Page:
The Group also collected a sizeable library on human rights protection and related topics. The tasks of the library are two fold: to provide needed information to Kharkiv specialists and to send hard copies of books, articles and documents on request of sisterly organisations. I think that the library must be properly arranged and catalogued, and the usual procedure of accounting materials and copies handed out must be introduced. I understand that performing these works will require a librarian or two with a proper financing.

Along with the publication of books, the Group initiated optional courses in human rights protection at several high schools in Kharkiv.

I highly assess the enlightenment initiative of the Group, but it lacks a systematic approach: not a single member of the Group goes in exclusively for it. This lowers the efficiency of the work. On initiating the teaching of human rights at school, one must visualize all the chain, including such top priority tasks as teaching teachers and students of pedagogical institutes. I think that a special structure must be organized, either inside, or outside the Group.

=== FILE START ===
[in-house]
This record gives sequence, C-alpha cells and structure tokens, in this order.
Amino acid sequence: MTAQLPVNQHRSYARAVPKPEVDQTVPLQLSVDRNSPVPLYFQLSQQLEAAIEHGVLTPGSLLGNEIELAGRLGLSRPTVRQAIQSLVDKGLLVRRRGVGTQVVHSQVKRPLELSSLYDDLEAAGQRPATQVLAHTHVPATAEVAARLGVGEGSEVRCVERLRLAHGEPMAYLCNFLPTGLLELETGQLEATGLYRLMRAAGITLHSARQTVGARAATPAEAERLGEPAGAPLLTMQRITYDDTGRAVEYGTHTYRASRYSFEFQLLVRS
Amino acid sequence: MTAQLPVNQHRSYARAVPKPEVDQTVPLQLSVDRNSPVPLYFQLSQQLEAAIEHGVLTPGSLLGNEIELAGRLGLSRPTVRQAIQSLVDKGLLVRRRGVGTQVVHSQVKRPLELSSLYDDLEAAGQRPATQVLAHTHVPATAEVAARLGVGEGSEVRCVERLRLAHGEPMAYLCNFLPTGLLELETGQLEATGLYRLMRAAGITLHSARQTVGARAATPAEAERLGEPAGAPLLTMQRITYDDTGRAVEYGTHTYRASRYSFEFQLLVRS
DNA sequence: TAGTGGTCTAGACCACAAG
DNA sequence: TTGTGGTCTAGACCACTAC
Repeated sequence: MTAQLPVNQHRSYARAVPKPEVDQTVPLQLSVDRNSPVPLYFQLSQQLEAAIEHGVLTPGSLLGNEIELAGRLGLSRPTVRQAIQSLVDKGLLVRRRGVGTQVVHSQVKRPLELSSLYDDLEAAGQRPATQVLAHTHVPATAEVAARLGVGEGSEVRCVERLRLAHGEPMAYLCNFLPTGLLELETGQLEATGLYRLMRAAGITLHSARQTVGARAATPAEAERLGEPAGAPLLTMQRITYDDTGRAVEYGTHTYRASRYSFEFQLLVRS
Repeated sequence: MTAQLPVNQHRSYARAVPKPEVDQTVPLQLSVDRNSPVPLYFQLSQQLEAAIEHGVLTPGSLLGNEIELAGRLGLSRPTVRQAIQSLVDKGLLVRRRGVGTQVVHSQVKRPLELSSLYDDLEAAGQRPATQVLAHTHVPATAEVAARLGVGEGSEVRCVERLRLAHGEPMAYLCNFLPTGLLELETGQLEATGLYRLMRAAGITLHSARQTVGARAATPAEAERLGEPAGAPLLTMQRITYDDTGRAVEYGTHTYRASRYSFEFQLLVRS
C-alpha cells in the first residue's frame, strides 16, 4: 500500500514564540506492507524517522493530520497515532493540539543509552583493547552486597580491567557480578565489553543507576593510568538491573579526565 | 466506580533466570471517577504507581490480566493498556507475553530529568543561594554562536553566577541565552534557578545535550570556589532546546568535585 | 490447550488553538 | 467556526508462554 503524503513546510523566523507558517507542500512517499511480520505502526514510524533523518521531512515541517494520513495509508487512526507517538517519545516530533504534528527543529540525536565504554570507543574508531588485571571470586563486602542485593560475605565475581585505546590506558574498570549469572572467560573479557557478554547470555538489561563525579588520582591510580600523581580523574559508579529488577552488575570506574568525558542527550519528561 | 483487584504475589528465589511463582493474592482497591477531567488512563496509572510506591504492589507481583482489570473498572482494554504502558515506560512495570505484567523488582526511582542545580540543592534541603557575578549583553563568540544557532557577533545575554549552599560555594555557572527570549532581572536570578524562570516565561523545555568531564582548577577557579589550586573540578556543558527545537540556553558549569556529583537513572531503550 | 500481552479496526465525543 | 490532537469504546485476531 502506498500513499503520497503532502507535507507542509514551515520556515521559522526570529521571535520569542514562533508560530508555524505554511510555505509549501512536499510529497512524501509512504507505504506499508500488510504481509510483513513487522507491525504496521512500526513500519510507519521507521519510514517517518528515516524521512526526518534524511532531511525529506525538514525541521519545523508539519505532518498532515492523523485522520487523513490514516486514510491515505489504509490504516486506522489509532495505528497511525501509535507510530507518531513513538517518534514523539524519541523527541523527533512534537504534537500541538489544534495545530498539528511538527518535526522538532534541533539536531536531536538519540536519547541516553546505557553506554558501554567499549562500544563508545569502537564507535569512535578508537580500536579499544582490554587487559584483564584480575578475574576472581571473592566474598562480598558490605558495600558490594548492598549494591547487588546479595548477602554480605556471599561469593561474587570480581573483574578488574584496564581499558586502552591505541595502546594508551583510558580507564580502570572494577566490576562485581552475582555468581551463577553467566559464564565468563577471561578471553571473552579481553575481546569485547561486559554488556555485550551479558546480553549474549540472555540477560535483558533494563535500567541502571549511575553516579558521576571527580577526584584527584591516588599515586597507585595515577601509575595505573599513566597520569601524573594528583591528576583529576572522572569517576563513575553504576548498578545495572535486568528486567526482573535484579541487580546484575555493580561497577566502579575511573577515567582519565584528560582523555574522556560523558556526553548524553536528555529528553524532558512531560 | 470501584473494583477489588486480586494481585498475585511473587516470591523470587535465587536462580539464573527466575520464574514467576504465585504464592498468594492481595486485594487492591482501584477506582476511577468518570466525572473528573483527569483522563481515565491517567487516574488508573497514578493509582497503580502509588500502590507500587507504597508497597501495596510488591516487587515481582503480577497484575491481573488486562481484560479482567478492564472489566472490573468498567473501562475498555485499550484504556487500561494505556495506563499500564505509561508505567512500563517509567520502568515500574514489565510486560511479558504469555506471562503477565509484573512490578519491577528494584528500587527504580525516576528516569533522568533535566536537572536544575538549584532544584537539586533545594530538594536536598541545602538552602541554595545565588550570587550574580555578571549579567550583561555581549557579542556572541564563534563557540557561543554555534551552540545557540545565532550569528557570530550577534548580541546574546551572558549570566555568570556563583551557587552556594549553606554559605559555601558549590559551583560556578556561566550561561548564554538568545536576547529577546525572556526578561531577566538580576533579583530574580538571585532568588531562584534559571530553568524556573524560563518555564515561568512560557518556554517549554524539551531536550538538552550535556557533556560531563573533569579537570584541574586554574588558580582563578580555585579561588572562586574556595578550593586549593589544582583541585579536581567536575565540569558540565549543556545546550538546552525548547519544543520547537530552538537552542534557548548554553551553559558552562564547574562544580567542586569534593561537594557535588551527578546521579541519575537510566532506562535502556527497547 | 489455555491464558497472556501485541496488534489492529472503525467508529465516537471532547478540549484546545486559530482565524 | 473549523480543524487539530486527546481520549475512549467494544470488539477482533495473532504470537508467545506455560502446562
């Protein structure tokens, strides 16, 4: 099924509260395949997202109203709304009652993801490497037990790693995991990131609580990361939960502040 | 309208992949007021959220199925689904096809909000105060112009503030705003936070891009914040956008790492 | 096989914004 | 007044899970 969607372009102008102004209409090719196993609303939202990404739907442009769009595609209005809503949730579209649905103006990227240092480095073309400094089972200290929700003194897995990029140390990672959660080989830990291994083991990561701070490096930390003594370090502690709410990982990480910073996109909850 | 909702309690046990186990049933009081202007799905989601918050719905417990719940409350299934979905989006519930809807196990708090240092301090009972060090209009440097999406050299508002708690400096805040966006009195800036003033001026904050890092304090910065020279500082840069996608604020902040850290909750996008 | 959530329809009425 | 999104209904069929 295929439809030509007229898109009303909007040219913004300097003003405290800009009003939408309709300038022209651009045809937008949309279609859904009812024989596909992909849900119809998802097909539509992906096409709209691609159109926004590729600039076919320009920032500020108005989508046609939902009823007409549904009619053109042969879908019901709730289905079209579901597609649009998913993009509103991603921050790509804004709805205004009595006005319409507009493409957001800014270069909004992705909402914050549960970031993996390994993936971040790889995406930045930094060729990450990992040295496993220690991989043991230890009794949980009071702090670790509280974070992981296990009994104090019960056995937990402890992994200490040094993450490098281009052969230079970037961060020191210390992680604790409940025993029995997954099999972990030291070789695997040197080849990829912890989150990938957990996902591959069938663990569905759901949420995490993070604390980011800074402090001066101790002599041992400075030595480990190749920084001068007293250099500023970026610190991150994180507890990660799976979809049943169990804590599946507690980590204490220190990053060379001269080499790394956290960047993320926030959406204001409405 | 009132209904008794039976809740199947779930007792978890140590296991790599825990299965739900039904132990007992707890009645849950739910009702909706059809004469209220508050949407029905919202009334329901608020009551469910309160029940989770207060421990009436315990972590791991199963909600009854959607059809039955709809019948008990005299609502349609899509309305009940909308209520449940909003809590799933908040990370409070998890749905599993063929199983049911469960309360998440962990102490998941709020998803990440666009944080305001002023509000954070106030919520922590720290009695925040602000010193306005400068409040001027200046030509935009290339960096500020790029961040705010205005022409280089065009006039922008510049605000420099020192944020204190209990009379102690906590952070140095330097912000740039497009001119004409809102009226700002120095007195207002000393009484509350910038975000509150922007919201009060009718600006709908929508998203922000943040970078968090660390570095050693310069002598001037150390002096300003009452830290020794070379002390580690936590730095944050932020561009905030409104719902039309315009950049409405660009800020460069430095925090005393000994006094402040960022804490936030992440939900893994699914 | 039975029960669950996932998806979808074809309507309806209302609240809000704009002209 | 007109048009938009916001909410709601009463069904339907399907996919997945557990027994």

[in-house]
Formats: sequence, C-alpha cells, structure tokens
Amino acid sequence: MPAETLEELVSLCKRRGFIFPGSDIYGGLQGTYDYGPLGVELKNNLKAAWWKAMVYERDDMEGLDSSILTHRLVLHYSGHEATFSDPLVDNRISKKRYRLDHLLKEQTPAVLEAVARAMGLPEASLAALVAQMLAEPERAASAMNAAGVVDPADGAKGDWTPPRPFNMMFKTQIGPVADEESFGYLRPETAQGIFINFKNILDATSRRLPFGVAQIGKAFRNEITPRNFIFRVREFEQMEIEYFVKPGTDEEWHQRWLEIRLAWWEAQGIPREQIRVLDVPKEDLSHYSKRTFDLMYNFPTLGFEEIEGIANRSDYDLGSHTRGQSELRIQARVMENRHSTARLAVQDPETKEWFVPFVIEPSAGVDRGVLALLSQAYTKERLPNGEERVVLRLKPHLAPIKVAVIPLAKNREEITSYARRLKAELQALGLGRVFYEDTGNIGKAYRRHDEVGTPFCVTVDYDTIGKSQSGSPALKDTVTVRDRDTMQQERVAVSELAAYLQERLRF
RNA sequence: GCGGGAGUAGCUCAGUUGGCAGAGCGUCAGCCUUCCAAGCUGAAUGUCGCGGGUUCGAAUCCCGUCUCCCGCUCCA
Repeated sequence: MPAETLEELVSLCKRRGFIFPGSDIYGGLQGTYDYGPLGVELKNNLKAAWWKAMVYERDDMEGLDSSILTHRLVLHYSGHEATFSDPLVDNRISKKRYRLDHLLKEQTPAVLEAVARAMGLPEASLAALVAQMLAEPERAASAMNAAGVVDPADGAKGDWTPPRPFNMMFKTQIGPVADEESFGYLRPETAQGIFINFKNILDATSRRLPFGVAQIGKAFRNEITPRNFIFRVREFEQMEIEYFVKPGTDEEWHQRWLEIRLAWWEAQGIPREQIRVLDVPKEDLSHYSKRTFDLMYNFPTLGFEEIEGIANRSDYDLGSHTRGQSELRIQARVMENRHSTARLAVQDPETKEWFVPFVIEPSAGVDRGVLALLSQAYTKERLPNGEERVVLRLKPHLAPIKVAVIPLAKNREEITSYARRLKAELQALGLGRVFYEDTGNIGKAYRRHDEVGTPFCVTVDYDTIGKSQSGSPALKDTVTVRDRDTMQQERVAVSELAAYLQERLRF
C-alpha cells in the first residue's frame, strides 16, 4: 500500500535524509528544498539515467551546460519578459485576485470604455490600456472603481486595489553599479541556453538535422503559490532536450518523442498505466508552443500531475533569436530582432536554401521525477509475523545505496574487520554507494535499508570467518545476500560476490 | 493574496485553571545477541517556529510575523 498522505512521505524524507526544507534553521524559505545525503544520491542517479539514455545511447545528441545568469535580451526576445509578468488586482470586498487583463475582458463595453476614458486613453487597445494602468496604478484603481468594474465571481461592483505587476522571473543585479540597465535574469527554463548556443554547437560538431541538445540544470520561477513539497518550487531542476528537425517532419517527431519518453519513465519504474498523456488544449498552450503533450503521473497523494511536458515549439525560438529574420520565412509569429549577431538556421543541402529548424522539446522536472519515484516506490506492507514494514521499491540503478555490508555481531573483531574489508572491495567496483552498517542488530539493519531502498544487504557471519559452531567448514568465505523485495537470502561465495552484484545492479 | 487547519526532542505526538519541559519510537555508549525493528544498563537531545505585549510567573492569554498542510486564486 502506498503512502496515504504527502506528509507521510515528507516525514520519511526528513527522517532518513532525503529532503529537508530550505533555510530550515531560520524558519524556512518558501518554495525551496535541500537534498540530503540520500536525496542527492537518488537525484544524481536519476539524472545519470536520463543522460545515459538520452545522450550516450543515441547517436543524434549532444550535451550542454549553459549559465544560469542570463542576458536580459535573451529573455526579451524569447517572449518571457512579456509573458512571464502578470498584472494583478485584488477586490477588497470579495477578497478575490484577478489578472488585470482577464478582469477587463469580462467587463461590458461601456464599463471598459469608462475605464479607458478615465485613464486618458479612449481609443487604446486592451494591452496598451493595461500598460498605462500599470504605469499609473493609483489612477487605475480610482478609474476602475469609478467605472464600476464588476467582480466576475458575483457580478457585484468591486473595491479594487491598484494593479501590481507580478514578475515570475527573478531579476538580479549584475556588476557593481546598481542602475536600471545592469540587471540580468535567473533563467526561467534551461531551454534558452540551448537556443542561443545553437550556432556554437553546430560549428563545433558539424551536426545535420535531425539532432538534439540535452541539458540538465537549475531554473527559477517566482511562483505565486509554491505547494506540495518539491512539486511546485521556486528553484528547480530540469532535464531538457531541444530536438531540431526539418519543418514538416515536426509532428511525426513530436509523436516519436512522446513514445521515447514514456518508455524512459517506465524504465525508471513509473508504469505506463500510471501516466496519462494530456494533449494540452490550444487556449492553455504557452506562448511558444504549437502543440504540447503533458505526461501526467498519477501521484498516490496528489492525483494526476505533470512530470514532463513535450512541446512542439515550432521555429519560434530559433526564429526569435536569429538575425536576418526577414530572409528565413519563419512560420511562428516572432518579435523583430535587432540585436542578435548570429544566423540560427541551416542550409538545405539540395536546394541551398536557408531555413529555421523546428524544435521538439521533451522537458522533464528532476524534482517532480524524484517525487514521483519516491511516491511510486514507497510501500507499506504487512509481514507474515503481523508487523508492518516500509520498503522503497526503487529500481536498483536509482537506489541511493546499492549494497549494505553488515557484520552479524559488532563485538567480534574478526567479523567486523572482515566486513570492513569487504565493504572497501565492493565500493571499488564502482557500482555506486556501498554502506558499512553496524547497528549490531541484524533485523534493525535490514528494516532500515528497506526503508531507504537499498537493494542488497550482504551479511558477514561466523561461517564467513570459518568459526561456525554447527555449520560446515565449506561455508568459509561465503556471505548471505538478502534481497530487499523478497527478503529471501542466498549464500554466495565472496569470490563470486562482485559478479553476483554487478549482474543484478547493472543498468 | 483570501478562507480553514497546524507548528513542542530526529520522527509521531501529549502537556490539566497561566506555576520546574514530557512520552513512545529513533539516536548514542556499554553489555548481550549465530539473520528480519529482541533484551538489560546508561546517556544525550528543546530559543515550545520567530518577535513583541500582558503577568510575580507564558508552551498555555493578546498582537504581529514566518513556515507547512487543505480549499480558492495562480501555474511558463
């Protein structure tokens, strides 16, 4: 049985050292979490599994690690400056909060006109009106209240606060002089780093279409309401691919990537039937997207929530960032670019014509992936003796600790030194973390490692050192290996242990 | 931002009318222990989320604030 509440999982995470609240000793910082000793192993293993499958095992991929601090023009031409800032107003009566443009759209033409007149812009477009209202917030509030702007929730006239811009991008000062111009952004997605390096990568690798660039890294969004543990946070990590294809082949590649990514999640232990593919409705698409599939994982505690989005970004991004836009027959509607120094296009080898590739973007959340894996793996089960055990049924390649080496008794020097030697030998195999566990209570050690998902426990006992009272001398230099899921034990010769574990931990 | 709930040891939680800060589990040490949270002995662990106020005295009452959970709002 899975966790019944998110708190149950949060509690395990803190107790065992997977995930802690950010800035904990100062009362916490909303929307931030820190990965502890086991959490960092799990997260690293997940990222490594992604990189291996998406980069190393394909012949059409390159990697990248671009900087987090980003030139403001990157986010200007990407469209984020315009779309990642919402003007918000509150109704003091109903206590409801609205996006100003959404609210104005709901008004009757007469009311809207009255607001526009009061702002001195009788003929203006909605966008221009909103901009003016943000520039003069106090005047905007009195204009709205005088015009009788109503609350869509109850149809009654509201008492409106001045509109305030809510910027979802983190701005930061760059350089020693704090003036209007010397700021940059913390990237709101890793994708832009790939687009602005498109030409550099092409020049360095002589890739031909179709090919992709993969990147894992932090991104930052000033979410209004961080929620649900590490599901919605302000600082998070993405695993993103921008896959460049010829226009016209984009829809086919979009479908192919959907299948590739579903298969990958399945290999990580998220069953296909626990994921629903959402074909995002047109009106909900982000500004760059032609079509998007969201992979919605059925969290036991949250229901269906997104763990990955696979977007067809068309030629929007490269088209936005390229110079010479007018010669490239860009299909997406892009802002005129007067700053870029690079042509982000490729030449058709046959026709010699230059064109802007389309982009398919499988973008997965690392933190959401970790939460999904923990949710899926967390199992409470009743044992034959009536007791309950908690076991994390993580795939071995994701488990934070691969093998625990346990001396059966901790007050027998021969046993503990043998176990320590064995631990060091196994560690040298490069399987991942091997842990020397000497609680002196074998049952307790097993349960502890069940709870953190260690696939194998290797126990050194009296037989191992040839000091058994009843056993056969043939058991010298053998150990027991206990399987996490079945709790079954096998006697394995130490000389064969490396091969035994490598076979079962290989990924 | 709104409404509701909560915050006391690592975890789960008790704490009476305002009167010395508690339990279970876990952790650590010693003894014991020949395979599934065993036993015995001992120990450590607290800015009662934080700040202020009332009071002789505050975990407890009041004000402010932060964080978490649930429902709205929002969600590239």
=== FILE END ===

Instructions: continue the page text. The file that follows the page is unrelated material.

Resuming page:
In my opinion, the Kharkiv Group has carried out huge and creative work in accordance with the projects under evaluation and achieved all the planned results. I want to add that as a result of the work the Kharkiv Group is becoming an actual nucleus of the human rights protection network in Ukraine. In order to play this role the Group has the will and necessary experience. I was struck by enthusiasm of the Group members. The Group has plenty of contacts with similar groups from other regions of Ukraine and with the authorities, it is respected by citizens.